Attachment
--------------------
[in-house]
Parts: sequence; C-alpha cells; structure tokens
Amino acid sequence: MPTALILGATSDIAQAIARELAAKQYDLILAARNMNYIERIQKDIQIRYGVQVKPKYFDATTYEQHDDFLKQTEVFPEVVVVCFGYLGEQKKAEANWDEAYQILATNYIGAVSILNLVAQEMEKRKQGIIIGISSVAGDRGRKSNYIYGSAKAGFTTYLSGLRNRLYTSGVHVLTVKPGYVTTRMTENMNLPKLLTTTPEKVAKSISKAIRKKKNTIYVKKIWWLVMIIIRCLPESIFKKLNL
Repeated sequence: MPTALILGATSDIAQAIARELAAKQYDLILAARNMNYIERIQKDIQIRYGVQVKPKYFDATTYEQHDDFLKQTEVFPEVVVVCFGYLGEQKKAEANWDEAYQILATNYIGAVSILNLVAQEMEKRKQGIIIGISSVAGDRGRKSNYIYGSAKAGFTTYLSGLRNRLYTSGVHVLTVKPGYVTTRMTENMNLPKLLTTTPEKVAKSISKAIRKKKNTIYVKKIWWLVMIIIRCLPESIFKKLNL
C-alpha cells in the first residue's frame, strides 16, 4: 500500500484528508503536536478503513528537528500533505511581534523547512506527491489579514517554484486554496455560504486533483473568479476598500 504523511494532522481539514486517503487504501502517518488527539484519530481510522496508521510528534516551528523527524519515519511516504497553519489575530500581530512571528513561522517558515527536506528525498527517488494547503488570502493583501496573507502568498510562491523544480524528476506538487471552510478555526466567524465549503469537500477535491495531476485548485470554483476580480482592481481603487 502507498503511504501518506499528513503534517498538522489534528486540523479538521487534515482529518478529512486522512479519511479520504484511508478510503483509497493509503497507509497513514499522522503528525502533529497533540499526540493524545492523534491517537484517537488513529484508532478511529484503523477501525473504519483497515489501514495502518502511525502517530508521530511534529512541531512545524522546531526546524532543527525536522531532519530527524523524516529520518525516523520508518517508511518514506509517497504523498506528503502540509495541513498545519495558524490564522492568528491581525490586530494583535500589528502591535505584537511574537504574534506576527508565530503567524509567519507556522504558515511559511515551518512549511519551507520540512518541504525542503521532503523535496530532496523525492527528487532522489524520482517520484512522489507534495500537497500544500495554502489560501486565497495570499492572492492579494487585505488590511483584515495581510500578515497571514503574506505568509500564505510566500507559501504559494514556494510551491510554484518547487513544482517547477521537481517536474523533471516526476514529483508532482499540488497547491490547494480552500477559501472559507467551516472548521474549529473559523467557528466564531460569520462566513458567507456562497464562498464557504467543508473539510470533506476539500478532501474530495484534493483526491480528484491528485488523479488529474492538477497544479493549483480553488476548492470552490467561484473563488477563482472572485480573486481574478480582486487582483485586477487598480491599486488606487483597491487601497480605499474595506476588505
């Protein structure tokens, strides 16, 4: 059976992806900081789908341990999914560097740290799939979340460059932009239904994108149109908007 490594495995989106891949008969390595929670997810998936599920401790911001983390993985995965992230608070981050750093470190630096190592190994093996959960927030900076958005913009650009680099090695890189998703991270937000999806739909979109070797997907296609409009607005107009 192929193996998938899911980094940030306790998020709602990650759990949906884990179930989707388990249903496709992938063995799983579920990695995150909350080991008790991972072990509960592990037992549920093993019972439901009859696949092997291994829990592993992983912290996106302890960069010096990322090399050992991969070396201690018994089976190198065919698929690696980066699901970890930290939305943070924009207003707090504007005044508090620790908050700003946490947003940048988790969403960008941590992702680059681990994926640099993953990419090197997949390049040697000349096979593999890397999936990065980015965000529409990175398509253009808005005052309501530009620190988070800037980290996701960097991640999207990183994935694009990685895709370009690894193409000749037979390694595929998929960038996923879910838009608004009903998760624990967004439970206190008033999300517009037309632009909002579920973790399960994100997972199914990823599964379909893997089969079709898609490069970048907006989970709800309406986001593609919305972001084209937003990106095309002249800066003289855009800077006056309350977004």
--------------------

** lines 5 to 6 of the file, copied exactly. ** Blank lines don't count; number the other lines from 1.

C-alpha cells in the first residue's frame, strides 16, 4: 500500500484528508503536536478503513528537528500533505511581534523547512506527491489579514517554484486554496455560504486533483473568479476598500 504523511494532522481539514486517503487504501502517518488527539484519530481510522496508521510528534516551528523527524519515519511516504497553519489575530500581530512571528513561522517558515527536506528525498527517488494547503488570502493583501496573507502568498510562491523544480524528476506538487471552510478555526466567524465549503469537500477535491495531476485548485470554483476580480482592481481603487 502507498503511504501518506499528513503534517498538522489534528486540523479538521487534515482529518478529512486522512479519511479520504484511508478510503483509497493509503497507509497513514499522522503528525502533529497533540499526540493524545492523534491517537484517537488513529484508532478511529484503523477501525473504519483497515489501514495502518502511525502517530508521530511534529512541531512545524522546531526546524532543527525536522531532519530527524523524516529520518525516523520508518517508511518514506509517497504523498506528503502540509495541513498545519495558524490564522492568528491581525490586530494583535500589528502591535505584537511574537504574534506576527508565530503567524509567519507556522504558515511559511515551518512549511519551507520540512518541504525542503521532503523535496530532496523525492527528487532522489524520482517520484512522489507534495500537497500544500495554502489560501486565497495570499492572492492579494487585505488590511483584515495581510500578515497571514503574506505568509500564505510566500507559501504559494514556494510551491510554484518547487513544482517547477521537481517536474523533471516526476514529483508532482499540488497547491490547494480552500477559501472559507467551516472548521474549529473559523467557528466564531460569520462566513458567507456562497464562498464557504467543508473539510470533506476539500478532501474530495484534493483526491480528484491528485488523479488529474492538477497544479493549483480553488476548492470552490467561484473563488477563482472572485480573486481574478480582486487582483485586477487598480491599486488606487483597491487601497480605499474595506476588505
């Protein structure tokens, strides 16, 4: 059976992806900081789908341990999914560097740290799939979340460059932009239904994108149109908007 490594495995989106891949008969390595929670997810998936599920401790911001983390993985995965992230608070981050750093470190630096190592190994093996959960927030900076958005913009650009680099090695890189998703991270937000999806739909979109070797997907296609409009607005107009 192929193996998938899911980094940030306790998020709602990650759990949906884990179930989707388990249903496709992938063995799983579920990695995150909350080991008790991972072990509960592990037992549920093993019972439901009859696949092997291994829990592993992983912290996106302890960069010096990322090399050992991969070396201690018994089976190198065919698929690696980066699901970890930290939305943070924009207003707090504007005044508090620790908050700003946490947003940048988790969403960008941590992702680059681990994926640099993953990419090197997949390049040697000349096979593999890397999936990065980015965000529409990175398509253009808005005052309501530009620190988070800037980290996701960097991640999207990183994935694009990685895709370009690894193409000749037979390694595929998929960038996923879910838009608004009903998760624990967004439970206190008033999300517009037309632009909002579920973790399960994100997972199914990823599964379909893997089969079709898609490069970048907006989970709800309406986001593609919305972001084209937003990106095309002249800066003289855009800077006056309350977004």